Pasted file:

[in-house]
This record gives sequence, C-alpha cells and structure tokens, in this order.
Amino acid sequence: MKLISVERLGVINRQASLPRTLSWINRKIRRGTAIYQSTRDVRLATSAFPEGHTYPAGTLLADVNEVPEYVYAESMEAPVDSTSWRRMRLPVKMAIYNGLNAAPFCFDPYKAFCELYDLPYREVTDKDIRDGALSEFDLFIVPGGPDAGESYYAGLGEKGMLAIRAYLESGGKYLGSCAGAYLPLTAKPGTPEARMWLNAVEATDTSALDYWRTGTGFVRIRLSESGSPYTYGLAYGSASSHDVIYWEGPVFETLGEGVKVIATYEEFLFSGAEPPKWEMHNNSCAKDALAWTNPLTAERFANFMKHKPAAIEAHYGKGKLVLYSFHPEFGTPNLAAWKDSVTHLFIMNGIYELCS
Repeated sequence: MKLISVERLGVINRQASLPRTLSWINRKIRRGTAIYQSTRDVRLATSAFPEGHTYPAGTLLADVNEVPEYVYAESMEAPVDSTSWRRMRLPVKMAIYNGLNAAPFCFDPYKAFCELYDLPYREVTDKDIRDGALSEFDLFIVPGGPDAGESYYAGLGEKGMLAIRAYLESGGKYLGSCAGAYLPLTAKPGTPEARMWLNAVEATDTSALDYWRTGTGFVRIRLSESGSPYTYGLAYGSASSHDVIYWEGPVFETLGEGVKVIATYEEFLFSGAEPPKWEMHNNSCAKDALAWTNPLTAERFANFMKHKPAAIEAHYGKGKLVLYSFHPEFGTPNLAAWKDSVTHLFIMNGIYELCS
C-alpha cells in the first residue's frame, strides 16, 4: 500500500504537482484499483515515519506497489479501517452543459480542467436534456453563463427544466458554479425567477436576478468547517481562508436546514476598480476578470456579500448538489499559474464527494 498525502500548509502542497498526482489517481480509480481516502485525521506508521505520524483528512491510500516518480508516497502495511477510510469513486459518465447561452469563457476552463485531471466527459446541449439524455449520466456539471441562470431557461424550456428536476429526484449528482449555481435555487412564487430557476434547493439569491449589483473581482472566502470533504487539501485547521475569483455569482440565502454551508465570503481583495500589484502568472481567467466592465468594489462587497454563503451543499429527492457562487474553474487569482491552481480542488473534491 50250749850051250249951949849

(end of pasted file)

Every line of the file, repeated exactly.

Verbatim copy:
[in-house]
This record gives sequence, C-alpha cells and structure tokens, in this order.
Amino acid sequence: MKLISVERLGVINRQASLPRTLSWINRKIRRGTAIYQSTRDVRLATSAFPEGHTYPAGTLLADVNEVPEYVYAESMEAPVDSTSWRRMRLPVKMAIYNGLNAAPFCFDPYKAFCELYDLPYREVTDKDIRDGALSEFDLFIVPGGPDAGESYYAGLGEKGMLAIRAYLESGGKYLGSCAGAYLPLTAKPGTPEARMWLNAVEATDTSALDYWRTGTGFVRIRLSESGSPYTYGLAYGSASSHDVIYWEGPVFETLGEGVKVIATYEEFLFSGAEPPKWEMHNNSCAKDALAWTNPLTAERFANFMKHKPAAIEAHYGKGKLVLYSFHPEFGTPNLAAWKDSVTHLFIMNGIYELCS
Repeated sequence: MKLISVERLGVINRQASLPRTLSWINRKIRRGTAIYQSTRDVRLATSAFPEGHTYPAGTLLADVNEVPEYVYAESMEAPVDSTSWRRMRLPVKMAIYNGLNAAPFCFDPYKAFCELYDLPYREVTDKDIRDGALSEFDLFIVPGGPDAGESYYAGLGEKGMLAIRAYLESGGKYLGSCAGAYLPLTAKPGTPEARMWLNAVEATDTSALDYWRTGTGFVRIRLSESGSPYTYGLAYGSASSHDVIYWEGPVFETLGEGVKVIATYEEFLFSGAEPPKWEMHNNSCAKDALAWTNPLTAERFANFMKHKPAAIEAHYGKGKLVLYSFHPEFGTPNLAAWKDSVTHLFIMNGIYELCS
C-alpha cells in the first residue's frame, strides 16, 4: 500500500504537482484499483515515519506497489479501517452543459480542467436534456453563463427544466458554479425567477436576478468547517481562508436546514476598480476578470456579500448538489499559474464527494 498525502500548509502542497498526482489517481480509480481516502485525521506508521505520524483528512491510500516518480508516497502495511477510510469513486459518465447561452469563457476552463485531471466527459446541449439524455449520466456539471441562470431557461424550456428536476429526484449528482449555481435555487412564487430557476434547493439569491449589483473581482472566502470533504487539501485547521475569483455569482440565502454551508465570503481583495500589484502568472481567467466592465468594489462587497454563503451543499429527492457562487474553474487569482491552481480542488473534491 50250749850051250249951949849